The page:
Tracktion- Welcome Back, My Friend

Anyone who knows me will know that I was a Tracktion fanboy. It was probably the first audio host that I grew a deep appreciation for, and it allowed me to enjoy making music in ways that hadn’t happened before. And this was in the very early days of the software.

I held faithfully to the Tracktion bandwagon, watching it receive almost daily updates, changing the landscape of the host world by refusing to succumb to the traditional interface standards and complicated windows and menu systems that so many other hosts were plagued with. The direct-ness of the software, complete with those silly arrows(if you’ve used Tracktion, you know what I’m talking about!), was unheard of. There was no traditional mixer, no complex interfaces…….it just stayed out of the way.

I then watched, and participated directly, as Mackie took over my beloved Tracktion. Things were going well, and as a beta tester, I was excited. Then it just dropped. Radio silence. Nothing. People were left to wonder exactly what was going on. Even those “in the know”, really didn’t know anything.

Years passed, and it became apparent that Mackie decided it was not worth putting resources into any more. As far as myself or anyone could see, Tracktion was dead. And as a result, the world passed it by. New technologies and operating systems were released, and Tracktion no longer was a staple in my audio production workflow.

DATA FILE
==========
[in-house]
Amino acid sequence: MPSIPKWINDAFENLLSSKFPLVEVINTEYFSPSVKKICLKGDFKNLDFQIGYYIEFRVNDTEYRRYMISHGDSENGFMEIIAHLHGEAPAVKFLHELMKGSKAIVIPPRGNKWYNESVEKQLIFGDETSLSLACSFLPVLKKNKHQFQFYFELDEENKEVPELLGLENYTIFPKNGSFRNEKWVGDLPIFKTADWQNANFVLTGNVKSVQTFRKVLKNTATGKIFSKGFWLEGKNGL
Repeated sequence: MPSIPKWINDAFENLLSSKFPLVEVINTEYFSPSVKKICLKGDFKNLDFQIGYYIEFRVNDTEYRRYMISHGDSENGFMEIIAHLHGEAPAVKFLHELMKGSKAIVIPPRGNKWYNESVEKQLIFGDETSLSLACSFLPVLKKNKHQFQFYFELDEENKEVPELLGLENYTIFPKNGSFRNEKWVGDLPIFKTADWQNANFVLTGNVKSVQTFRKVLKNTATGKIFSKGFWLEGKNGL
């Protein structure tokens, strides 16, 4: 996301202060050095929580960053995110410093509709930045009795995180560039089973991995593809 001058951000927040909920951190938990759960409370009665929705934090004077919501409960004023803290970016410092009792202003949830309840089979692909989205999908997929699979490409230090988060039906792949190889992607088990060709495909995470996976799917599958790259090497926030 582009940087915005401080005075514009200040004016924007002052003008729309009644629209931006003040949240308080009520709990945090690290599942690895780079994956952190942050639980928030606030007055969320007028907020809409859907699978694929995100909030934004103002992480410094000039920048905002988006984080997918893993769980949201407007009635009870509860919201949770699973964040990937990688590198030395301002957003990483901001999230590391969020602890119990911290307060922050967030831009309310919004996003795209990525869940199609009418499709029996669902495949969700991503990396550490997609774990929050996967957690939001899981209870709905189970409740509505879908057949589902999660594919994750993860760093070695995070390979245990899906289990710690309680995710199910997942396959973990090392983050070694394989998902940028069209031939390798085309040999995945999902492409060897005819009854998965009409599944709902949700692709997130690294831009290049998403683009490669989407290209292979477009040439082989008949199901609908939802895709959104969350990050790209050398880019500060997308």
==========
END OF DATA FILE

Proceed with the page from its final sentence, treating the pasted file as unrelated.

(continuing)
Then came Tracktion 4. Out of nowhere, it was announced that the original developer, Julian Storer, along with select members of the former Mackie team and others, were raising Tracktion from the dead, making it more “modern” and moving the vision forward. And I, after all these years, am beaming.


Tracktion 4, which you can find out more about here, is not much of a feature update. Really, it’s designed merely to bring Tracktion into the modern world with 64-bit support, WASAPI support(a VERY underrated technology, equivalent to the OSX Core Audio system), and more. New features are said to be coming once they can get Tracktion to where it needs to be engine-wise.

I’ll be watching, and it’s very likely that I’ll be finding ways to re-introduce Tracktion into my workflow. It’s always great to see an old friend return.

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